- Written by Scott Richardson
Arsenal make it through to the fourth round of the Carling Cup after a hard fought win over a strong Shrewsbury Town that at times gave us a run for our money. At half time I tried summing up our performance so far and I truly struggled to come up with a list of positives that could balance out this match report to prevent it from becoming a negative affair and a trend on how our season has started so far. However, the Arsenal came out fighting in the second half and gave us plenty to go home happy about.
The Good, the Bad and the Ugly
As expected a host of changes were made to the Arsenal starting eleven, which looked to line up as 4-4-2.
Fabianski, Jenkinson Djourou Miquel Gibbs, Chamberlain Coquelin Frimpong Benayoun, Park Chamakh
- Written by Shane Thomas
A woeful second-half performance resulted in Arsenal's third defeat of the Premier League season. After leading 2-1 at half-time, the defensive frailties that cost the club so dear at the business end of last season came back to hurt them again at Ewood Park.
Dominant early possession led to a fine goal from Gervinho - his first for the club, but the warning signs were sounded as Chris Samba missed two headed chances from set-pieces. Added to this, the back four still look as if they are defending as individuals rather than as a unit. They were caught completely square as Yakubu marked his debut appearance for the club by equalising.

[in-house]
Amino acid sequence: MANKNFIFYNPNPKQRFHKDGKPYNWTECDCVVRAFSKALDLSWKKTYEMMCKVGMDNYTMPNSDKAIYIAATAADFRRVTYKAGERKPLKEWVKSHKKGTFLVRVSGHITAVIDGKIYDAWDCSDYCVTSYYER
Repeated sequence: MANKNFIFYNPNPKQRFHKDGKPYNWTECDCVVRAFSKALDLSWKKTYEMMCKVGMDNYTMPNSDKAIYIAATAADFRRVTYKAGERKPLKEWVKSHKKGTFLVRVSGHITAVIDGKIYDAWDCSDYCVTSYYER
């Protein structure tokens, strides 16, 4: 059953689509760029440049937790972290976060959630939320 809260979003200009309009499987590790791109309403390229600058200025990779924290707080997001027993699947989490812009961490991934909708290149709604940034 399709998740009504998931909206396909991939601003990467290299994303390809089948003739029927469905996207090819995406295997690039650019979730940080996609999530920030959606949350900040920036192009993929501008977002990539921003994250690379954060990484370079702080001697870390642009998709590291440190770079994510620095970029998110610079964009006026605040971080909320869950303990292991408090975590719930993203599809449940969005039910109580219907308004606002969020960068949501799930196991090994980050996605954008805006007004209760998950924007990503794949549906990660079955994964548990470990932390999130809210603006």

Just as Blackburn begun to get a foothold in the match, a wonderful move from Song, Ramsey and Arteta led to a super goal for the Spaniard. The midfield three were working in tandem impressively, especially Song who played a major part in Gervinho's goal as well as Arteta's. As well as providing a roadblock for Blackburn's attacks, his passing was unusually incisive, with a lot of Arsenal's best attacks coming through him. They were also getting a lot of joy down Blackburn's right-hand side, with Bacary Sagna building a concatenative relationship with Gervinho - Gael Givet had a thankless task as he was often outnumbered, with David Hoilett looking disinterested in doing any defending.
- Written by Shane Thomas
A moment of late inspiration from Ivan Perisic grabbed a late - and deserved - point for Borussia Dortmund in a raucous Westfalenstadion. While a late equaliser won't be easy to swallow, the primary emotion will surely be relief, as a draw was the least that the German Champions deserved.
Dortmund showed exactly why their stormed the Bundesliga last season, imposing their high-tempo, one-touch game on Arsenal. For neutrals, the interplay between Mario Gotze and Shinji Kagawa was a joy to behold. After Mats Hummels made an excellent challenge to deny Gervinho, Dortmund missed two great openings, with first Kagawa, and then Kevin Grosskreutz firing over the bar.
More sumptuous play from Gotze put his centre-forward Robert Lewandowski in the clear. With the Arsenal back-line caught square, the Pole rounded Wojech Szczesny, only to be denied by a goalline clearance by Bacary Sagna.
As well as their slick passing, Arsenal struggled to find an answer to Dortmund high pressing. Similar to Barcelona, the Germans pressured the ball from the front, often hunting in packs. When Arsenal tried to use Gervinho and Theo Walcott to ease the pressure, the wide-men often had to beat three men just to find space. They failed to retain possession, and defended too high up the pitch, making it easier for Dortmund to play through them.